A reluctant Paul Ryan on Tuesday laid out a series of conditions under which he would seek to become speaker of the House of Representatives, replacing retiring Speaker John Boehner.
Following a week of near-seclusion in his home state of Wisconsin during a congressional recess, Rep. Ryan, a former Republican vice presidential candidate who is in his ninth term in the House, told his fellow Republicans that he might be willing to seek the top job in the House.
Ryan would do so, according to his spokesman Brendan Buck, only if he receives a clear message from the badly splintered Republican caucus that it would support him.
Earlier this month, House Majority Leader Kevin McCarthy bowed out of the race for speaker, saying he could not unify the party behind him as a small band of right-wing conservatives opposed him.
Besides seeking a clear message of support, Ryan laid down other conditions that could anger these conservative rebels who make up the House Freedom Caucus.
Specifically, Ryan wants a House rules change that wouldremove the ability of any member of the chamber to seek a vote to eject the speaker. Such a threat was hanging over Boehner in the weeks before he announced his resignation, effective Oct. 30.
Ryan also wants to be freed from some of the time-consuming tasks that Boehner performed while speaker since January 2011. Boehner spent many weekends traveling the United States seeking campaign donations for fellow Republicans.
Buck said Ryan "made clear that family comes first. And a successful speaker must be able to maintain a healthy work-family balance." Ryan has three young children.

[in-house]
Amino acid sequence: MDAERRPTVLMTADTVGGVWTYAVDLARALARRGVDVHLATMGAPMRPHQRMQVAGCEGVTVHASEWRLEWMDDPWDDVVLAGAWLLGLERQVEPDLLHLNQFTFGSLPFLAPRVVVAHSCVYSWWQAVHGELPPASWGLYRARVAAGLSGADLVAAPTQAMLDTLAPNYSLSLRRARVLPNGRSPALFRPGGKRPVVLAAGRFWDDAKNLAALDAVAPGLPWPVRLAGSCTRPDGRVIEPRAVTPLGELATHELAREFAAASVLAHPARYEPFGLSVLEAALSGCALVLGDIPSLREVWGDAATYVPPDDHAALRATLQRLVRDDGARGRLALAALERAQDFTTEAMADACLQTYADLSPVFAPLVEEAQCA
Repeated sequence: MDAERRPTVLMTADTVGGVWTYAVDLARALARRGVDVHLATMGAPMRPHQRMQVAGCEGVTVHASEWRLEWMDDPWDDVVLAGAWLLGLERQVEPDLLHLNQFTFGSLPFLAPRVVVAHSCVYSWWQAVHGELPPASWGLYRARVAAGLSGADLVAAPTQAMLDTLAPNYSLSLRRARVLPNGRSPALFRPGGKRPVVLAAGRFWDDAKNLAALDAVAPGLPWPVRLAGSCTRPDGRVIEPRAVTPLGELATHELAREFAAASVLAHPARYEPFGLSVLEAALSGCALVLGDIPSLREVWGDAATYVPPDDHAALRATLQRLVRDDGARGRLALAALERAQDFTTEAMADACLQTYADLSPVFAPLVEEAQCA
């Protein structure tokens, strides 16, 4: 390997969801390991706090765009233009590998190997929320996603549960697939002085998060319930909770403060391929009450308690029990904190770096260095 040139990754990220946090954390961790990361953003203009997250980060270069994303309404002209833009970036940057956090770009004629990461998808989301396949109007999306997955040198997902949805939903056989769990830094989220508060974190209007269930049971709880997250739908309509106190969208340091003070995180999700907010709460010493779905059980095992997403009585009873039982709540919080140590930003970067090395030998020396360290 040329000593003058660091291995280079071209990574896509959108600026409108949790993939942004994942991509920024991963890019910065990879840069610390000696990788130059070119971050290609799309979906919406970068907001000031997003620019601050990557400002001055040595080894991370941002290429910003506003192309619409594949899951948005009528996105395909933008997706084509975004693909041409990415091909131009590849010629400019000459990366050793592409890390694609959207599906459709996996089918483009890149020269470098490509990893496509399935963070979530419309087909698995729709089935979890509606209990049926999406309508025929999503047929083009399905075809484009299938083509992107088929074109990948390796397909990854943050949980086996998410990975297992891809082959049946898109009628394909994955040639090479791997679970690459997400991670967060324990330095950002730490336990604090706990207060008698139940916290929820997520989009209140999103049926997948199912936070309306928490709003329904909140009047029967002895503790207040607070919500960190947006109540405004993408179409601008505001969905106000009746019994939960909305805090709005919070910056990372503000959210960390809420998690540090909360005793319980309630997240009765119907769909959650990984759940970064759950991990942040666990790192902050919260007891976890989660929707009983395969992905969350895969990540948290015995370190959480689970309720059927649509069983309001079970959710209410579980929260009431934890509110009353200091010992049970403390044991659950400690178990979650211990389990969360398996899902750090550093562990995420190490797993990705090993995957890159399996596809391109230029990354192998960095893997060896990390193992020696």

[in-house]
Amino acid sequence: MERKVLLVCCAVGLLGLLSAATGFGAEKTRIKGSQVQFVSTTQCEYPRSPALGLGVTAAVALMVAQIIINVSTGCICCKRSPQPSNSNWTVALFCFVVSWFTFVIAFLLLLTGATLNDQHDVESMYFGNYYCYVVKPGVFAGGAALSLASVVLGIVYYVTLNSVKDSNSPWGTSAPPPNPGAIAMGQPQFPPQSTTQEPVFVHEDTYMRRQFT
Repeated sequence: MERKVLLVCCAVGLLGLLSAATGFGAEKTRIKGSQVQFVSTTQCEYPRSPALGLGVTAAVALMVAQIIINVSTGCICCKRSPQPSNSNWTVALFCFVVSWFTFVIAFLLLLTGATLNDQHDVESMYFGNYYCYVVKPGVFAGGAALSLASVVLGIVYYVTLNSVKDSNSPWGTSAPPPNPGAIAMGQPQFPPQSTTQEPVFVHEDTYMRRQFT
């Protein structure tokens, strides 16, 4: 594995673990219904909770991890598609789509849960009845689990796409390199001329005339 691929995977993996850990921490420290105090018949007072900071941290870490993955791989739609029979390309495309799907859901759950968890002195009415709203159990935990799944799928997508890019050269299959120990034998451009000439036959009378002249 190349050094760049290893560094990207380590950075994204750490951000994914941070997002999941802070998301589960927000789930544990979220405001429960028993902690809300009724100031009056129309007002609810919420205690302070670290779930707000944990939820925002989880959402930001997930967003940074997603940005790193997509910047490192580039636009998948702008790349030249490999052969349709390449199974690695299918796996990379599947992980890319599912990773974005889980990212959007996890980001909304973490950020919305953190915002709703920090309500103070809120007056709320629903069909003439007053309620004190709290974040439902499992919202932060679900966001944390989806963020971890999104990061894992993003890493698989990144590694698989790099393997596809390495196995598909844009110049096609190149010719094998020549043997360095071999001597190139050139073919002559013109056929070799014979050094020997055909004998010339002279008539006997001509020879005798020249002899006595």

Boehner is expected to announce on Wednesday the date for Republicans to nominate their candidate for speaker. It is not clear whether Boehner will have to delay his retirement until his successor is installed by the full House.
If Ryan decides at week's end not to run for speaker, it is unclear who would emerge as a front-runner, adding to the chaos that has plagued Republicans over the past month, since Boehner stunned Congress by announcing his resignation.
Leading members of the House Freedom Caucus met with Ryan as the House of Representatives reconvened and turmoil resumed over Republicans' inability to choose a new leader.
The Freedom Caucus, which has about 40 members, was key to Boehner's decision to retire, announced on Sept. 25, after being badgered for months by caucus members who accused him of not standing up strongly enough to President Barack Obama, a Democrat. The caucus also helped push McCarthy to drop out of the speaker race.
Ryan is considered the favorite among possible replacements for Boehner, although two other Republicans are announced candidates and some others have said they are considering running if Ryan does not.
Earlier Tuesday, Senate Democratic leader Harry Reid said he hoped Ryan would be the next speaker of the Republican-majority House of Representatives.
"It appears to me that he would be one of the people over there (in the House) that would be reasonable," said Reid, whose politics are anathema to many of the same right-wingers who battled Boehner.